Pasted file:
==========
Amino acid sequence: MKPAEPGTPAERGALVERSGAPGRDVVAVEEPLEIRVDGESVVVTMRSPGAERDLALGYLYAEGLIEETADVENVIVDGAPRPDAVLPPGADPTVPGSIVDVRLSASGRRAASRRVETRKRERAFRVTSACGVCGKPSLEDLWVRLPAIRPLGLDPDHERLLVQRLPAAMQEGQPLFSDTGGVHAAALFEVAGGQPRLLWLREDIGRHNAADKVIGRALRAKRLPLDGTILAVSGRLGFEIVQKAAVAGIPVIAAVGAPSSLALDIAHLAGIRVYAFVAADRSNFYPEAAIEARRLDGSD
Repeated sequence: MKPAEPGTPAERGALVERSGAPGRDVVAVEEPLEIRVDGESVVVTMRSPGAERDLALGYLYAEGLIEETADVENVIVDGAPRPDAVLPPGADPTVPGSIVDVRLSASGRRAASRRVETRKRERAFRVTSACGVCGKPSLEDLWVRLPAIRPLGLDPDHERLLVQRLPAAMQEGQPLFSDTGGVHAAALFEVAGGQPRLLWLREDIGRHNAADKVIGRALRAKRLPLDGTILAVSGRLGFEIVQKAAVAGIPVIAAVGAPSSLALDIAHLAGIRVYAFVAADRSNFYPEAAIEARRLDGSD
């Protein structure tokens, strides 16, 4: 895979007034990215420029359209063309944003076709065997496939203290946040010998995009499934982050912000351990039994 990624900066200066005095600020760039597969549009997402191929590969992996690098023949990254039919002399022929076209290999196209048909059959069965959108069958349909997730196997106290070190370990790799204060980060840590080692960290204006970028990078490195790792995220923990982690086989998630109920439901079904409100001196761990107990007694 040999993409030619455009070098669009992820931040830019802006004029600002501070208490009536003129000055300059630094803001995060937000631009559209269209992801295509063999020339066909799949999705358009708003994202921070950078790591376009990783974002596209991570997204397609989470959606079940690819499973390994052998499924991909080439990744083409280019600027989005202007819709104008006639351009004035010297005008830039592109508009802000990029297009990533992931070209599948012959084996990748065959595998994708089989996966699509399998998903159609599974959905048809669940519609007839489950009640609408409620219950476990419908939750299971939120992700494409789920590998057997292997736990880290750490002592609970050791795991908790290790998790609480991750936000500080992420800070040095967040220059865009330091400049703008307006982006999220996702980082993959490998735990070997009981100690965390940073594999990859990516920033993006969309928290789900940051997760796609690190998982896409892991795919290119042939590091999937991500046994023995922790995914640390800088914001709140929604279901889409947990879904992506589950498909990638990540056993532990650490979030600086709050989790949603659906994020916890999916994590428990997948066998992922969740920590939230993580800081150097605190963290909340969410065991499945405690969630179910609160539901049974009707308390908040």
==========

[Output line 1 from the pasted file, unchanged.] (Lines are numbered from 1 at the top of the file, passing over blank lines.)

Amino acid sequence: MKPAEPGTPAERGALVERSGAPGRDVVAVEEPLEIRVDGESVVVTMRSPGAERDLALGYLYAEGLIEETADVENVIVDGAPRPDAVLPPGADPTVPGSIVDVRLSASGRRAASRRVETRKRERAFRVTSACGVCGKPSLEDLWVRLPAIRPLGLDPDHERLLVQRLPAAMQEGQPLFSDTGGVHAAALFEVAGGQPRLLWLREDIGRHNAADKVIGRALRAKRLPLDGTILAVSGRLGFEIVQKAAVAGIPVIAAVGAPSSLALDIAHLAGIRVYAFVAADRSNFYPEAAIEARRLDGSD